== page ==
Well I don't blame Michelle one single bit! I said the same thing she did the other night to my husband Peter, as we watched Barack Obama on TV delivering his funny, satirical speech.
'For the first time in my life, I feel proud to be an American!' I couldn't believe this blurt belonged to me. Watching a latte colored man with a whacky sounding name become the new face of America has derailed the America I thought I knew.
But I'm incensed that people are critical of Michelle's comment. If you were born poor and black in America, wouldn't your inner radar for injustices be higher than if you were wealthy and white? What is patriotism supposed to be - genetic? Isn't it learned or earned?
Last Wednesday in Leesburg, Virginia, when the roar of approval died down among 30,000 people listening to Obama, I turned to a black man standing next to me and asked, 'What do you think Obama as president will actually do for the black community?'
'This isn't about the black community!' he said. 'It's about all of us, you and me.' His eyes looked watery; I suddenly realized how much Obama's speech had moved him. 'You have to understand, race doesn't matter in this. Obama has a white mother and a black father and that means he's as much you as he is me.'
'But do you think the urban poor relate to him? Do you think Obama is actually addressing their needs?'
The man admonished me for missing the point. 'After 9/11 everybody was nice to each other for like two weeks, then it disappeared. What Obama brings is unity.'
'Obama is more than a candidate,' said another black man. 'He is a movement! He's going to bring the world together.'
During primary school I used to lay awake at night, wondering what I was meant to be - an American or a Jew. Eventually I decided I related to being American more than being Jewish. But crises during my early years - Kennedy's assassination, the Vietnam War, Nixon's impeachment - drove patriotism right down the flagpole. Like Reverend Wright, I too feel outrage when the ideals of this country are trampled on by ignorance.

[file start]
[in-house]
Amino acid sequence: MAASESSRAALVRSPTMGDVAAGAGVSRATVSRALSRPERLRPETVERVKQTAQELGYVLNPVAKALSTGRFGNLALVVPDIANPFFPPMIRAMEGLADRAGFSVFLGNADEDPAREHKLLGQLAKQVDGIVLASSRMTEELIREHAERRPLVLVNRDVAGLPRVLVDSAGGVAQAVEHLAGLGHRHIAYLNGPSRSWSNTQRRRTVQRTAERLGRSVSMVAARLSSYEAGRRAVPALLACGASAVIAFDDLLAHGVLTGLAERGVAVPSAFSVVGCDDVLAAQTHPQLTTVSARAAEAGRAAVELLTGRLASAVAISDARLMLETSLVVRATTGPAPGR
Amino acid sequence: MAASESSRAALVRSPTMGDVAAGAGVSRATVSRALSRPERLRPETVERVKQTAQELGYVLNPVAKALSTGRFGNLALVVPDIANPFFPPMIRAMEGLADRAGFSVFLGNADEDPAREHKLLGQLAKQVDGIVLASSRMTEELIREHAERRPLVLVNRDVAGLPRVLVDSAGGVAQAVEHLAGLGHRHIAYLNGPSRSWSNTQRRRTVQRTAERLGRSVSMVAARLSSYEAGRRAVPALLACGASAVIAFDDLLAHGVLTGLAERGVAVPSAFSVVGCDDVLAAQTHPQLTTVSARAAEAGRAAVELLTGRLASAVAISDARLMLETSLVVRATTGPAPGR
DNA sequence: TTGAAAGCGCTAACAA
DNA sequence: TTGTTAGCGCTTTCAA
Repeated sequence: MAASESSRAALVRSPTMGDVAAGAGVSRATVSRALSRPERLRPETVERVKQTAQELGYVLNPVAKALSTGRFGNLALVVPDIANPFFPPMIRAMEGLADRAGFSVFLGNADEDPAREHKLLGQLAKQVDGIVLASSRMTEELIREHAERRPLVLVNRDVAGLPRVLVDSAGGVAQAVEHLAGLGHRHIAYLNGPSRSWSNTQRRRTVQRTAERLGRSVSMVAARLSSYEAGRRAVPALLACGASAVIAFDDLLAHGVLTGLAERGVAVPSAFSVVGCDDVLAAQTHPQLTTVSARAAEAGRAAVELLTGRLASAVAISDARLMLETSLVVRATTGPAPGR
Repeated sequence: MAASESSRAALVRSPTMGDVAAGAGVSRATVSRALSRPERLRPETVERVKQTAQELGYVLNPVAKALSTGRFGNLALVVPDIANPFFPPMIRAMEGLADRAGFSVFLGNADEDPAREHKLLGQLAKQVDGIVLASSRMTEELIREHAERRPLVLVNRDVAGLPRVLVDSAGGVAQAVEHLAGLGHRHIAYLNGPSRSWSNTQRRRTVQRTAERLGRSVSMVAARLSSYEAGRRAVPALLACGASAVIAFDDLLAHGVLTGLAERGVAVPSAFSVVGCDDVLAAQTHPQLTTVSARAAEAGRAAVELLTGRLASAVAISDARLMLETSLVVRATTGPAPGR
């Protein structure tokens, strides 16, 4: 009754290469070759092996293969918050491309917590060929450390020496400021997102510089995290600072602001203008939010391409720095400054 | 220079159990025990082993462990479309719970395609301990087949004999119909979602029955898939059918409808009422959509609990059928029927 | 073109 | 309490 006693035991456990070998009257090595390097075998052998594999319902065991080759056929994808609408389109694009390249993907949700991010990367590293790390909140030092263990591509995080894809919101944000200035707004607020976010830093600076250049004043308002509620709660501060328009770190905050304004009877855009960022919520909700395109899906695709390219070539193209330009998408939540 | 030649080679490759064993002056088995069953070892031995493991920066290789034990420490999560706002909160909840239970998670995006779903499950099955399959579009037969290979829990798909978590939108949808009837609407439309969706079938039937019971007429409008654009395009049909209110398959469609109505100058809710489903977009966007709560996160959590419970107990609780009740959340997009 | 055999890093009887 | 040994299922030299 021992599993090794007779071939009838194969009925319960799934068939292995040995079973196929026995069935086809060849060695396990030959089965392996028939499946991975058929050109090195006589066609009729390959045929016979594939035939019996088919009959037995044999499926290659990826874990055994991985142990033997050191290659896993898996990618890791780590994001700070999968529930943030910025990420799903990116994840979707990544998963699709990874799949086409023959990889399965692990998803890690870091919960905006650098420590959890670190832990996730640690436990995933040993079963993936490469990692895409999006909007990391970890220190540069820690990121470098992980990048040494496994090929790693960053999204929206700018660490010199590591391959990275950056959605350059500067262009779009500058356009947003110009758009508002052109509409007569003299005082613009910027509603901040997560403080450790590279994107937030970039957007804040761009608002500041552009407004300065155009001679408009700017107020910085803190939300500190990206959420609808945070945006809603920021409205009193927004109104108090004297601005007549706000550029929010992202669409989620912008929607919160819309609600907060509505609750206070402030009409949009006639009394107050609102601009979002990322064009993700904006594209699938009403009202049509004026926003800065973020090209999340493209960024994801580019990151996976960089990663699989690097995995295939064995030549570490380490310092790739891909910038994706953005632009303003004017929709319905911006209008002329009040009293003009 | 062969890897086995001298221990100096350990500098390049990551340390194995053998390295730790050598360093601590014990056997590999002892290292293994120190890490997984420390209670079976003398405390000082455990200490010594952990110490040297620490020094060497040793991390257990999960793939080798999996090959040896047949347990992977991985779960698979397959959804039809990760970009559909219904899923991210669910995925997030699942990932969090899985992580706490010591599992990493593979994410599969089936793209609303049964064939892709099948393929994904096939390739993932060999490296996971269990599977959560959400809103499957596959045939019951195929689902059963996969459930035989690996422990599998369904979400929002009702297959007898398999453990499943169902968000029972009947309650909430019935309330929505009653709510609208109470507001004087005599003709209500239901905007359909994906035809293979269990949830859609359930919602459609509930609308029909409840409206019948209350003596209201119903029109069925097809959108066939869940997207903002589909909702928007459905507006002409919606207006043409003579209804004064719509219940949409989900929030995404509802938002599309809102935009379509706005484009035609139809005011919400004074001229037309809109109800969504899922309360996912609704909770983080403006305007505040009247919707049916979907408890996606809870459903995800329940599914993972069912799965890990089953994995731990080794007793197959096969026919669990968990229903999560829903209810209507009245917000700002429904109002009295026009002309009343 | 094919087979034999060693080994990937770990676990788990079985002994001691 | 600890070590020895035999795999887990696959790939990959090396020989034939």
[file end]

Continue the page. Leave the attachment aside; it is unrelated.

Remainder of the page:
Can the Obama phenomena really change our way of thinking? As the crowd ambled back to town, I joined small groups of black people and repeated my question. 'How is Obama going to make a difference in your life?' A young girl who works as a nanny said she's inspired to find a way to go to college. A man with a screen door business said he just laid off two of his four workers, but feels certain his company will fare better with Obama.
A man from the Veterans Administration said, 'I'm thinking about coming out of retirement just so I can be part of the work force during Obama's leadership.'
'I'm 59 and a half,' said his wife, 'and thirty years ago my father told me we'd never see a black man be president in my lifetime.' She shook her head with amazement and pride.